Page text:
OMB releases e-authentication guidance

"E-Authentication Guidance for Federal Agencies"

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Agencies should assess authentication risks for online transactions and determine the required level of assurance for each transaction, Office of Management and Budget officials said today.

In guidance issued to federal agencies today, OMB Director Joshua Bolten outlined steps to assess system risks, identify their proper assurance level and select the right technology to implement it. Today's release updates earlier guidance under the Government Paperwork Elimination Act (GPEA) and provides direction for the implementation of Section 203 of the E-Government Act.

OMB officials say agencies should make certain a system has the proper assurance level -- the degree of confidence in a user's identity, ranging from little or no confidence to very high confidence -- using five steps:

* Conduct a risk assessment of the system to measure the severity and likelihood of harm that could be caused by technical errors, hackers, human error or other factors. Directions for these assessments are provided through National Institute of Standards and Technology guidance, OMB Circular A-130 and GPEA recommendations.

"Agencies should consider a wide range of possible scenarios in seeking to determine what potential harms are associated with their business process," Bolten said. "It is better to be over-inclusive than under-inclusive in conducting this analysis."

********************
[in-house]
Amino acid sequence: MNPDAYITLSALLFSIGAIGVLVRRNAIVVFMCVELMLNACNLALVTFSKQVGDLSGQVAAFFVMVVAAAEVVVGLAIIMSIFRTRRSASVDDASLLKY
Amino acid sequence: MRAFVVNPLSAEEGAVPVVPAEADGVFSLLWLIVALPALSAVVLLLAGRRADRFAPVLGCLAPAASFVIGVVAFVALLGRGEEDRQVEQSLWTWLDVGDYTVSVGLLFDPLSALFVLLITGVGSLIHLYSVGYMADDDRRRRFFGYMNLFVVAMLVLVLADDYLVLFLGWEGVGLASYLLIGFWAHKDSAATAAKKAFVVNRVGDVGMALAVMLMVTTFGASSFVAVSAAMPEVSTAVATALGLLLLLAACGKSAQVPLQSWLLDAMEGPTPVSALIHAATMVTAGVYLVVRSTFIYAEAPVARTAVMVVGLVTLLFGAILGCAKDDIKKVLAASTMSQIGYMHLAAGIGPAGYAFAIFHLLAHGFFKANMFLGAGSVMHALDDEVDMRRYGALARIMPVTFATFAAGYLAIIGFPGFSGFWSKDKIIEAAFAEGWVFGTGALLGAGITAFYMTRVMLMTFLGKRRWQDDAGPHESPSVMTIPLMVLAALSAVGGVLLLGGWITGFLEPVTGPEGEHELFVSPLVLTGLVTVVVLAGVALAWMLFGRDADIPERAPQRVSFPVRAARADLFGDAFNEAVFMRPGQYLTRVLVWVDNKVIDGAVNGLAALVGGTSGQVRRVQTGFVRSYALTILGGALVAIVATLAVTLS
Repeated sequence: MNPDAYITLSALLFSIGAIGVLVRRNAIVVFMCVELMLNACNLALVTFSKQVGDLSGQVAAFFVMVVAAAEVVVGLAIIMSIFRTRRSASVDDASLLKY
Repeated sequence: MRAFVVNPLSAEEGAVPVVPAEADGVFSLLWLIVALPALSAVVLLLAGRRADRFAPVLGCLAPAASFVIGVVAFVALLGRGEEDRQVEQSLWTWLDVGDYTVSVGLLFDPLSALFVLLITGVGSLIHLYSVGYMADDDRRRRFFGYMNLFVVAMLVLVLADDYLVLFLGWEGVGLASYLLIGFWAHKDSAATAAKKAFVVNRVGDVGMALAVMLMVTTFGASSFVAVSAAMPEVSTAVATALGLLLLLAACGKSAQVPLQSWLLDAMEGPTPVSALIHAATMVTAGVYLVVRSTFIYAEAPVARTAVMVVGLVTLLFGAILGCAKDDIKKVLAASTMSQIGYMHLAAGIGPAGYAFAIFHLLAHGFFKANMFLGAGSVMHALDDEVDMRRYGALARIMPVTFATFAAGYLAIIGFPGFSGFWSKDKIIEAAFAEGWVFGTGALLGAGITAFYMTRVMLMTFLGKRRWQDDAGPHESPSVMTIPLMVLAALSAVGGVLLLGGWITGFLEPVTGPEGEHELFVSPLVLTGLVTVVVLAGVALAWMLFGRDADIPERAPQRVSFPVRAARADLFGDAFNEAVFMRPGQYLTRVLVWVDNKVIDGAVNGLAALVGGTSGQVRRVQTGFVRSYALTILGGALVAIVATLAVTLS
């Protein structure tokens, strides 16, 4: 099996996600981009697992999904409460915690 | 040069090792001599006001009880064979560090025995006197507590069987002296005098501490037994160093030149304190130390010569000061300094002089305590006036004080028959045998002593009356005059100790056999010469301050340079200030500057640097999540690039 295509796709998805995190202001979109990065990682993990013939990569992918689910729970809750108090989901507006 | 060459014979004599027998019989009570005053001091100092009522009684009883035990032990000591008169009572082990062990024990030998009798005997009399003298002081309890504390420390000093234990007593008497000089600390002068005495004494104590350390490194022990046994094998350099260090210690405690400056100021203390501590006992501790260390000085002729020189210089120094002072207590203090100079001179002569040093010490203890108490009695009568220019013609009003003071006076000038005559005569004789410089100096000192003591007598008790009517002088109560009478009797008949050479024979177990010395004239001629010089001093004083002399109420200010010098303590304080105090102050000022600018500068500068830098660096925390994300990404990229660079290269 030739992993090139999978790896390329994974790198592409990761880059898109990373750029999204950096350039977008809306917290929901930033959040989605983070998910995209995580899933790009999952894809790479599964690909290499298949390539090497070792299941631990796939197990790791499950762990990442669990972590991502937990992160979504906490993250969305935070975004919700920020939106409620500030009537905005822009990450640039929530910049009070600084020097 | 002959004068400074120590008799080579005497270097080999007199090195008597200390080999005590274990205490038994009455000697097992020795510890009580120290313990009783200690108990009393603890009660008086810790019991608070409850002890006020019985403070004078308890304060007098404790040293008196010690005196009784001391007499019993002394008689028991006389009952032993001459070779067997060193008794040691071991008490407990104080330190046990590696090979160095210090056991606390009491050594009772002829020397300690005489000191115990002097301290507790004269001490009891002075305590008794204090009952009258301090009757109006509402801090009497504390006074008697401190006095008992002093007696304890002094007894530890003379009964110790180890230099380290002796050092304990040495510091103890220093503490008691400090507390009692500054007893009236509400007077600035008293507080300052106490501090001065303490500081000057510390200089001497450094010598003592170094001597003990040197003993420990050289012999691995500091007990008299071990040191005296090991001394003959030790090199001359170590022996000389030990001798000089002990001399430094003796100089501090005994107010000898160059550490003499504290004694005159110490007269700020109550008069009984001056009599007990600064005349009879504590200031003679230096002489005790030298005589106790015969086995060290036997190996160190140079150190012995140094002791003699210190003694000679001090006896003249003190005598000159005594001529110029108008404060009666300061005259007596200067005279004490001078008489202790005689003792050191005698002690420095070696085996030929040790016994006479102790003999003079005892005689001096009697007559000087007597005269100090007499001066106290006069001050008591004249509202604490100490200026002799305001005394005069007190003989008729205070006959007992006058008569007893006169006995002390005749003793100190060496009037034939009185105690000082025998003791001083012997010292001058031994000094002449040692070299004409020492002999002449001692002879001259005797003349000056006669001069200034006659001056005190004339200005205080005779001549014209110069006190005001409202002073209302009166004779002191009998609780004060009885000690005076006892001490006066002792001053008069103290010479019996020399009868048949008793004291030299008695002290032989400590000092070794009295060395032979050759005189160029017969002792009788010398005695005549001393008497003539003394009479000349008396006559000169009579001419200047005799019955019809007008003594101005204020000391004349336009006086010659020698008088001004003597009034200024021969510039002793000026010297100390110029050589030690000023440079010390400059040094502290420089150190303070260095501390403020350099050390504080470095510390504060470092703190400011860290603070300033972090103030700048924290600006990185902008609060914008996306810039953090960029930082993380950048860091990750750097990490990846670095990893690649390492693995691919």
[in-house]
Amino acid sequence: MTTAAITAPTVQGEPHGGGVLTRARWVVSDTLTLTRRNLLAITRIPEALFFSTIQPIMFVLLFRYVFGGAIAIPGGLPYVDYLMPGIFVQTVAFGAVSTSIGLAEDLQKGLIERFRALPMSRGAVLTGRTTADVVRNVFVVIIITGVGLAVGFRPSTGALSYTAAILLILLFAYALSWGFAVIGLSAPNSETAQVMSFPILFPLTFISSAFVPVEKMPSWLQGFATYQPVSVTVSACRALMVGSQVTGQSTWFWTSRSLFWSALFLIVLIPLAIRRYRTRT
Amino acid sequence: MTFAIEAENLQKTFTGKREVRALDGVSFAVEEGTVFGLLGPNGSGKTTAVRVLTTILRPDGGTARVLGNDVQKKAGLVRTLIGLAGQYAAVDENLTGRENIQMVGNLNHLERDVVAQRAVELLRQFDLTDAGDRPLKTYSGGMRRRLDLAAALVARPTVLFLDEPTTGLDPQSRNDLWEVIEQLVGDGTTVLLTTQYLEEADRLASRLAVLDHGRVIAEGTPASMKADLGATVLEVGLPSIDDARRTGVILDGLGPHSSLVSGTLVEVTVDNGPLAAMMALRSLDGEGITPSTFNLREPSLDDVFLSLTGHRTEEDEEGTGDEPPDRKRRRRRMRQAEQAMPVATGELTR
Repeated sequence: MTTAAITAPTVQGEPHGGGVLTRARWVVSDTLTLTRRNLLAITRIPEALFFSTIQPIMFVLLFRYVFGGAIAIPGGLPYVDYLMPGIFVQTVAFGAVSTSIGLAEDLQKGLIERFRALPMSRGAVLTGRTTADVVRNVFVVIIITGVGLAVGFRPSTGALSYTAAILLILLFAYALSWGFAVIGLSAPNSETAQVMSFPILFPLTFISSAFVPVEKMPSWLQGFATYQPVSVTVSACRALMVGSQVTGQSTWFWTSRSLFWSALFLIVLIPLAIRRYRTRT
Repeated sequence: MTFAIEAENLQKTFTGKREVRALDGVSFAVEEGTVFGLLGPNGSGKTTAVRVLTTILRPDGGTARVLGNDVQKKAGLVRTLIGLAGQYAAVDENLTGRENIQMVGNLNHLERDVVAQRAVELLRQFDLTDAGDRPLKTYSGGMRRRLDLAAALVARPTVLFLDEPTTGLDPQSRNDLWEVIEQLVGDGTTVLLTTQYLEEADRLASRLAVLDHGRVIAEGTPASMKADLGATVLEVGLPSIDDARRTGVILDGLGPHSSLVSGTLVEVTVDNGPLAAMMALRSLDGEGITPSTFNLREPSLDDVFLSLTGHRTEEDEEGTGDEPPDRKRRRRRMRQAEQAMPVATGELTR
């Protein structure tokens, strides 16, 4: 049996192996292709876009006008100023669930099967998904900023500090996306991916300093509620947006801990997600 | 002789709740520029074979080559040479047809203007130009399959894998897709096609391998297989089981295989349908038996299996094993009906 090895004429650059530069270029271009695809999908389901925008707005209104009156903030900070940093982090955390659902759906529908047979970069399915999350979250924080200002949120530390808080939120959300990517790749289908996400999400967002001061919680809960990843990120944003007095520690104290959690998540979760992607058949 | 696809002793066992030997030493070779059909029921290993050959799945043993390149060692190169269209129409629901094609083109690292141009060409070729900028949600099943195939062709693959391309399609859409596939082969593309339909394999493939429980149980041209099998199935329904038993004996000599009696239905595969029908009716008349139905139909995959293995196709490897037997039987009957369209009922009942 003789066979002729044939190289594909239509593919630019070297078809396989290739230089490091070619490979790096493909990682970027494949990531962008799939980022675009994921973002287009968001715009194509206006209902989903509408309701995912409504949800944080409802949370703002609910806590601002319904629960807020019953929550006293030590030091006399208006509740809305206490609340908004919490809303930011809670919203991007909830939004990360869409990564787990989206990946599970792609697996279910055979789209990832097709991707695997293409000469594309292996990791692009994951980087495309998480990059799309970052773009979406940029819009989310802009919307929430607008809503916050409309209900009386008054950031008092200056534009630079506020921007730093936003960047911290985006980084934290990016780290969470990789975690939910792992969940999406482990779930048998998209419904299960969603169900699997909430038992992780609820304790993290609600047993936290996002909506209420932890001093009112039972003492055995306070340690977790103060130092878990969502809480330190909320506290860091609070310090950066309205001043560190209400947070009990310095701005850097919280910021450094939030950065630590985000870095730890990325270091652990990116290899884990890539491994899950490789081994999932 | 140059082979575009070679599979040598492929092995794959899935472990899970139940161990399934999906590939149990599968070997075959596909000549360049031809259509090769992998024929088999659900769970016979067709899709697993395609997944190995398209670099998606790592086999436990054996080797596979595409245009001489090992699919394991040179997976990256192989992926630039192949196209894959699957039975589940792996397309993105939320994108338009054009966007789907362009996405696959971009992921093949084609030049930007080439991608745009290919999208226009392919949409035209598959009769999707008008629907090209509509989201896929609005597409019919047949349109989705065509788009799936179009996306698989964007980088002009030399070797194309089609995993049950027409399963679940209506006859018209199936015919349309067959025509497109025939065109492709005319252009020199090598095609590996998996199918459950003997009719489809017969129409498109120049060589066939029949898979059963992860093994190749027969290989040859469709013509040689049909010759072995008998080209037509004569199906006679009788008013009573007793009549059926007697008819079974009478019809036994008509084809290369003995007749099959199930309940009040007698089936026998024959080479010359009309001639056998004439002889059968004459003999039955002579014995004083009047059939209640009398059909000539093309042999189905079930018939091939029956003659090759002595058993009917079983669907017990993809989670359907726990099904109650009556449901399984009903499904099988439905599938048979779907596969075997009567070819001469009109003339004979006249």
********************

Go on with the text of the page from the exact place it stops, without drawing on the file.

* Find the required assurance level for the risk. There are four levels, based on six areas for potential impact: inconvenience, financial loss, harm to agency programs, unauthorized release of sensitive information, personal safety and criminal or civil violations.

* Select technology based on NIST e-authentication technical guidance to implement the technical requirements.

* Validate that the system has achieved its assurance level as part of the agency's certification and accreditation process.

* Reassess the system to make sure changes in technology or business process haven't changed the authentication requirements. OMB officials suggested agencies do this during the required annual information security assessments.

Agencies should conduct these assessments for all new and existing systems. Major systems should be completed by Dec. 15, 2004, and new authentication systems should begin to be fitted into one of the categories within 90 days of completion of the final e-authentication technical guidance issued by NIST.

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